Fire Crest Fire Protection can help with your Fire Alarm Design ensuring it is fit for purpose and offers coverage across your premises.

Which type of alarm do I need ?

Design and selection of fire alarms

Both the need and type of alarm should be selected as part of a competent risk assessment, evaluating the complete building and its use.

A competent risk assessor should stipulate the specific grade and type of the alarm. This allows the alarm designer to provide a solution to a pre-researched, best practice design quoted in the British Standards. Fire authorities and insurance companies will expect to have a stipulated grade of alarm as part of a competent assessment and installation.

British Standards
All commercial alarms should comply to a British Standard, which is in two main parts: BS 5839 Part 1 (Pt 1) or BS 5839 Part 6 (Pt6)

There are a huge variety of fire alarms, each individually designed to suit the legal requirements of the specific building and use of the building.

Most commercial properties need a British Standard 5839 Part 1, type system; this means an alarm with a control panel and 24 volt wiring or a control panel and professional radio alarm detectors. Alarm systems can be “conventional” or “analogue addressable”.

There are many variations in the way alarms work.

We’ve outlined the basics below for you, and we’re happy to carry out an on-site assessment to tailor these choices to what’s appropriate for your business. Fire Alarm Design services are available from our specialist team.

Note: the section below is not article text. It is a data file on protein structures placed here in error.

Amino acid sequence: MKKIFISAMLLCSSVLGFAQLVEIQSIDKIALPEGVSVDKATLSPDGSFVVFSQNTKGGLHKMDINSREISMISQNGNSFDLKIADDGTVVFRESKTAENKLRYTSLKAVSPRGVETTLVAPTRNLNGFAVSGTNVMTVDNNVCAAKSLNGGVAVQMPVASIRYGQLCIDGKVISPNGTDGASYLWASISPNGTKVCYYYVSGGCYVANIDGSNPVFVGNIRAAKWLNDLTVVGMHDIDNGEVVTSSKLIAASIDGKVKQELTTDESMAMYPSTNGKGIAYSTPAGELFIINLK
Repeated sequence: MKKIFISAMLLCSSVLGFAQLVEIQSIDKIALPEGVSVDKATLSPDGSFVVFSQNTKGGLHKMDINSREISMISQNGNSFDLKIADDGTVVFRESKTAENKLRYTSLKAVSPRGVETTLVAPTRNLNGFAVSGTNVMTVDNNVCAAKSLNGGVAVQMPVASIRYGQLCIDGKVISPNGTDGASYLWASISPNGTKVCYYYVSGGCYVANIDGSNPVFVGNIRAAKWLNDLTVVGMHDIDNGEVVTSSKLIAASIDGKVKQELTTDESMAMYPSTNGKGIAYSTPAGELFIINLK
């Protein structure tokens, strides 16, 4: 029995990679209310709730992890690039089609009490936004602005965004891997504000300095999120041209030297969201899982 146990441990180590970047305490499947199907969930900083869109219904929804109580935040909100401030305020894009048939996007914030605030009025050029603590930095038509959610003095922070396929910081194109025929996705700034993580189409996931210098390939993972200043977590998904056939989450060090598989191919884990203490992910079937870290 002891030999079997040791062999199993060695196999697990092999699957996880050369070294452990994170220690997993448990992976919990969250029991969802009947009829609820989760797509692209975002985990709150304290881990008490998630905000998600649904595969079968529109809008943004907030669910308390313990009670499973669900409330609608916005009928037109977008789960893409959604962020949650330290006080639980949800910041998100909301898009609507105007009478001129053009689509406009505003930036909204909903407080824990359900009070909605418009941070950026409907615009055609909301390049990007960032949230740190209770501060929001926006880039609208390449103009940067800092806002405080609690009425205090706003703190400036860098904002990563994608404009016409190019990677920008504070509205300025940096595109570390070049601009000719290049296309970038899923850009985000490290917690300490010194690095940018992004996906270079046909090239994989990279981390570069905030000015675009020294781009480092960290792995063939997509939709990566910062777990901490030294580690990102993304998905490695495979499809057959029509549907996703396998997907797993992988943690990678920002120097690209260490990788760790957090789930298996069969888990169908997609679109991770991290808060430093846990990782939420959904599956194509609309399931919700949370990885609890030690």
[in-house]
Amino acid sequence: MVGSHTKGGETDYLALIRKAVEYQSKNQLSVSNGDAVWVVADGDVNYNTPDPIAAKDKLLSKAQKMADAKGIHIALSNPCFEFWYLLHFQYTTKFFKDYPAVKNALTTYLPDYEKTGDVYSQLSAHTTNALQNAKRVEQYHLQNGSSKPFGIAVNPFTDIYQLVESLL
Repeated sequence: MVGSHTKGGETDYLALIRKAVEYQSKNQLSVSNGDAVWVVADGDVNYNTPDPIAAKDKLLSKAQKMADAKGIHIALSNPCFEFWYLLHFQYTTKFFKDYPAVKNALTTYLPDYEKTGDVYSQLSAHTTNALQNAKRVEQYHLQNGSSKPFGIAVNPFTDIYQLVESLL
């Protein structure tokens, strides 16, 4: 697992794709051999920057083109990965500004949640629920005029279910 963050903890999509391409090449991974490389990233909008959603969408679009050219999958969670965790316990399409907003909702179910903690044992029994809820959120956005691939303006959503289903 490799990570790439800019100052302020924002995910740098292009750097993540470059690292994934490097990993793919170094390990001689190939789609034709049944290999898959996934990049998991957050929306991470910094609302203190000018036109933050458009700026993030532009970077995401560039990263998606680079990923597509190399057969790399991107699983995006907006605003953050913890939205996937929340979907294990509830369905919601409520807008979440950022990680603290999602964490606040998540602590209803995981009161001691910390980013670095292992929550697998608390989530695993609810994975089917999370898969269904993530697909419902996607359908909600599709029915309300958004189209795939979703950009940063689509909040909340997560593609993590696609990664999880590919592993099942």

Conventional Alarms: Usually the simplest alarm system, with detectors grouped into zones, the fire control panel has a label to guide the responsible person or fire brigade to the area with the fire or fault.

Addressable Alarms: A more sophisticated alarm, which will report the precise detector in fire or fault, allowing a faster response by the responsible person or fire brigade to the exact location of the fire or fault. Addressable fire alarms are made by many manufacturers, each with their own computer programming method, it is VERY important to ensure you have an OPEN PROTOCOL alarm which can be worked on by ANY competent alarm company. CLOSED PROTOCOL systems are usually supplied by larger national companies or manufacturers’ regional agents who manufacture branded ‘systems’. Your choice of alarm maintenance companies is VERY restricted, and thus often excruciatingly expensive for parts, call outs and upgrades.

BS 5839 Part 1: Graded into M, P or L types

M type alarms: M stands for manual alarms, and requires a human to activate the alarm. Automatic detection can be added as a supplementary extra if required by the responsible person/owner.

P type alarms: P, stands for property protection, where the design of the alarm would have the manual call points and automatic detection. Graded according to the risk assessment requirements P1 to P5.

L type alarms: L, stands for life protection, where the design of the alarm would include a mixture of manual and automatic detection. L grade alarms are the most common and are often fitted to sleeping accommodation. Graded according to the risk assessment requirements L1 to L5.

You should only need to have an alarm fitted every ten to thirty years, so make it a good one.

Contact us for a no obligation FREE site survey and quotation.